The new Civic is about a third of the size of the ancient walled city of Lucca, Italy. The historic core of Florence, the birthplace of the renaissance and site of the Duomo, is dwarfed by the site area of the new Civic.
Image: The proposed site compared to Disneyland.
Going a little further afield: the new Civic is roughly equal in area to half of the original Disneyland theme park, covering an area equal to Main Street USA, Tomorrowland and Fantasyland. Staying in the land of fun, the new Civic is about a quarter of the area of the three islands and all the harbors of Ontario Place.
Image: The proposed site compared to The Great Pyramid of Khufu.
We’re all familiar with the scale of the great pyramids of Egypt. Some of us have, no doubt, seen them in person. The Great Pyramid of Khufu is about one third of the area of the new Civic.
A 16ha site is large. For a new Civic Hospital to be built in a city that prides itself on greenspace and natural landscapes and aspires to a transit oriented, zero carbon future, we can do better than simply hand over this space without rethinking what that means. We know that there are recent precedents nearby that show that we can get the hospital we say we need, even with parking, on less land, making better use of scarce resources.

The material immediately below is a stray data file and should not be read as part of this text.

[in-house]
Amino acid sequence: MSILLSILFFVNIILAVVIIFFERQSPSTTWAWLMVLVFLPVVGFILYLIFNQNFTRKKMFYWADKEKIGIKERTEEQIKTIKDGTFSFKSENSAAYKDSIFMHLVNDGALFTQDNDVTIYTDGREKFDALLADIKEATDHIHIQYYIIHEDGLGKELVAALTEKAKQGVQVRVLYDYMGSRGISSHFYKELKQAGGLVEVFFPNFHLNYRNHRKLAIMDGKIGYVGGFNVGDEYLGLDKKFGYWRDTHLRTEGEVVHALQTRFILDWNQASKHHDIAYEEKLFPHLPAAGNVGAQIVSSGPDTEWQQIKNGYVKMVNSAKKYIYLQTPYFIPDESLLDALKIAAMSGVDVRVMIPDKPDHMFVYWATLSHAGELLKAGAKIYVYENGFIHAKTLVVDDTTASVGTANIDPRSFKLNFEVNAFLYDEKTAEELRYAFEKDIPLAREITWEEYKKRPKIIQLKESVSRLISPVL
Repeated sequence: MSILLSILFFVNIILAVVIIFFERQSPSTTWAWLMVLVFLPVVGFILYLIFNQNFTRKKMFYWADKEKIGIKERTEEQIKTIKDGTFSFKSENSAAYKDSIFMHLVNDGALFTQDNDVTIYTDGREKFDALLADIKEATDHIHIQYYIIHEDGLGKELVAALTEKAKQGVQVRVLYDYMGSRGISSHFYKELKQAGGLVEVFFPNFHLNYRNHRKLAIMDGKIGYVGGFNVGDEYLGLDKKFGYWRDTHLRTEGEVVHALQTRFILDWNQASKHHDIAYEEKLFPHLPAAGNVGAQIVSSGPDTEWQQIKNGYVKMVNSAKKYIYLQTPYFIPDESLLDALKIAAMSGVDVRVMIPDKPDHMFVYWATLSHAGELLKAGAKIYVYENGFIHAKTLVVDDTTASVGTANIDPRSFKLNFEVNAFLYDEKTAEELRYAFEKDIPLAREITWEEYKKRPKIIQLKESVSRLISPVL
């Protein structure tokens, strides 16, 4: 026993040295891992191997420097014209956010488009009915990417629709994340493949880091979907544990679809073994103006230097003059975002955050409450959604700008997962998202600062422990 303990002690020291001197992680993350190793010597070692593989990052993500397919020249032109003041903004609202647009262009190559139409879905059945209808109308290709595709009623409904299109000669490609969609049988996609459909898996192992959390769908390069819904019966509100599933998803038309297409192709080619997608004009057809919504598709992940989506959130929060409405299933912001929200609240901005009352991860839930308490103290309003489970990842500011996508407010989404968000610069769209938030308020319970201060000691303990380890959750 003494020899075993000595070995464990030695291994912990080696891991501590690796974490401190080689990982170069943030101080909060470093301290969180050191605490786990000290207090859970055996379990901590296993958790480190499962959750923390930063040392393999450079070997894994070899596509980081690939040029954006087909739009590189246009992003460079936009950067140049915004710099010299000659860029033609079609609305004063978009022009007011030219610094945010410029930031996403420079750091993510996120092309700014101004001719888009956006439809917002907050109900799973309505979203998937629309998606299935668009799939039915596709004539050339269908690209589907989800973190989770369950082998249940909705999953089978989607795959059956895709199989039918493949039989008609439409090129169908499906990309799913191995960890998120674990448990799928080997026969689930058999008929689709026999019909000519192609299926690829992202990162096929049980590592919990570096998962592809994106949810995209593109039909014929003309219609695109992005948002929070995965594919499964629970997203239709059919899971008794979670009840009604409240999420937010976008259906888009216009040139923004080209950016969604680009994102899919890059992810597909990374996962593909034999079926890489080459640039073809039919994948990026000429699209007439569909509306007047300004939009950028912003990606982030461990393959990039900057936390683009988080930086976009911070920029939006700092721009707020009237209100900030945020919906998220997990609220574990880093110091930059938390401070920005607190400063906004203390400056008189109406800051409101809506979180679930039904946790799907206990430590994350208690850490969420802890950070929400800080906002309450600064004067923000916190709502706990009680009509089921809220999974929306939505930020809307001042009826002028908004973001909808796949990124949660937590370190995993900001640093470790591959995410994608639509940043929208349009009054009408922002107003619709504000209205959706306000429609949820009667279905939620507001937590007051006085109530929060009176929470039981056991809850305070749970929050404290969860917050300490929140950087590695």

The Procurement Model
I’m a big proponent of better procurement, so it’s important that we realize what the model is for our new Civic. Key things to keep in mind include not only how it will be built, but what it will look like, and what chances there are we can change this.